Part 1. The first part of Databases for beginners gives an introduction to databases and PostgreSQL. Basic database concepts will be defined and it will help you set up your first database in the cloud.
A database allows you to store information related to a specific topic in an organised way. It's great when you need to store a searchable collection of data/information in a computer system. Databases are used in a lot of systems today. Almost every web shop has a database with their products, almost every site with a lot of users uses a database to store user information. A blog usually has a database containing all blog articles. All your contacts in your phone are probably saved in a database in your phone and all comments on Facebook are saved in a database. A relational database is a database that presents information in tables with rows and columns, and that's what we will focus on in this article.
Most databases contain one or more tables which may each include several different fields. Tables are uniquely identified by their names and each table is made up of rows and columns, like a grid (as in an excel sheet).
Example database tables
Two example database tables are shown below. One table, called players, include football player information; firstname, lastname, birthdate and country. Another example is the teams table with fields about teams; name and ground.
|1||Manchester United||Old Trafford|
|2||FC Barcelona||Camp Nou|
|3||Chicago Red Stars||Toyota Park Bridgeview|
|4||VfB Stuttgart||Mercedes-Benz Arena|
Entity, fields, record and data value
Each row (also called a record or tuple) in the table represents the information about a specific entity, for example, the player. Each column lists a particular piece of information such as the name or birthdate. We refer to these as fields. Every entity has a set of fields that you use to enter the information about a particular record. For each field in the table, a single item of data that you enter, such as "1990-08-23" in birthdate, is referred to as a data value.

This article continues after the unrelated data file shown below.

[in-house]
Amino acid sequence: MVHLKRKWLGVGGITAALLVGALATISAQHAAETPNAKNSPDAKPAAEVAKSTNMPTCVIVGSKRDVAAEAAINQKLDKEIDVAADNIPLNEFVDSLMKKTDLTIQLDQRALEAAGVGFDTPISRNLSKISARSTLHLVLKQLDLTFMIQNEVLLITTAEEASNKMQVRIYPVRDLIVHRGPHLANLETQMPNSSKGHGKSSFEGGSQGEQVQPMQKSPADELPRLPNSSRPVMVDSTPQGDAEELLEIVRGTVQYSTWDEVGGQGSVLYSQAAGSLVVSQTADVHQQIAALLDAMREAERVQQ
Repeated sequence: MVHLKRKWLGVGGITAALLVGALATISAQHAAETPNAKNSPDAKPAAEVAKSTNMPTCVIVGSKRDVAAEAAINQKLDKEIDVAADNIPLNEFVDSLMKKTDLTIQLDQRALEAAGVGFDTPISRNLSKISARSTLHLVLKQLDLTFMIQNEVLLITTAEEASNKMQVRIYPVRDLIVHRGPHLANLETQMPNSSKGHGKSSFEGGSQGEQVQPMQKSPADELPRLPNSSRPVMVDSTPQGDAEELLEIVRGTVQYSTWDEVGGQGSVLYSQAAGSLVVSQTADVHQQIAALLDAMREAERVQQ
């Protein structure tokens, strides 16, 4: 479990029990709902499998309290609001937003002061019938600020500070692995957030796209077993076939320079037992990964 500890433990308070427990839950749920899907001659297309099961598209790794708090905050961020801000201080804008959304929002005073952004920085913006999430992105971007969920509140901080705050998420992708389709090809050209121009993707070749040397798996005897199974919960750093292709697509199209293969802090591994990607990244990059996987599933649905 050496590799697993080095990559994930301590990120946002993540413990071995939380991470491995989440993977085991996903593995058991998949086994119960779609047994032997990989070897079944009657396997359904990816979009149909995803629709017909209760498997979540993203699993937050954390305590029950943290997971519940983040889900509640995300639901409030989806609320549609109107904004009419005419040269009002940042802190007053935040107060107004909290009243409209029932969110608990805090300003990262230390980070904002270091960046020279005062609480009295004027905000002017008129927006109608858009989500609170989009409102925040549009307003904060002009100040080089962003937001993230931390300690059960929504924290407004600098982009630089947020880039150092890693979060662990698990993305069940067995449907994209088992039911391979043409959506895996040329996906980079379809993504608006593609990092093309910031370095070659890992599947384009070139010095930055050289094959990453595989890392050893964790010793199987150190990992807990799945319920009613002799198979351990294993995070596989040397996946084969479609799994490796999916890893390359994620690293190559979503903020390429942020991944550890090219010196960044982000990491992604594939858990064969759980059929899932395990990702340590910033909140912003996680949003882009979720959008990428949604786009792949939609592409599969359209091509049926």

Data stored in a database can easily be searched, sorted, and updated. It’s easy to add a new player to your players table. And it's easy to update the team information in the teams table if, e.g, the home ground has changed.
Every table usually has (and should have) one field in which the data value uniquely identifies the record, called the primary key. Its purpose is to uniquely identify each row in the database, and therefore, two rows can not have the same primary key value. You can explicitly select every single row by just knowing its primary key. The primary key is the player_id and the team_id in the tables above.
Creating an efficient table structure consists of breaking down your fields into simpler and simpler components. You should not need to save the same data in two different tables. When defining an app, it's important to keep in mind and ask yourselves questions like, "What kind of information do we want to store?", "Can we separate our information into distinct categories so that each entity holds only one type?" Answers to this kind of questions will guide you when you design the structure of our application and your database.
The relationships between the entities need to be defined, and the cardinality of each relationship. The cardinality shows how one side of the relationship (e.g players) belongs to the other side of the relationship (e.g teams). One player can, in this case, belong to one and only one team while one team could include many different players. This creates a many-to-1 relation, M:1.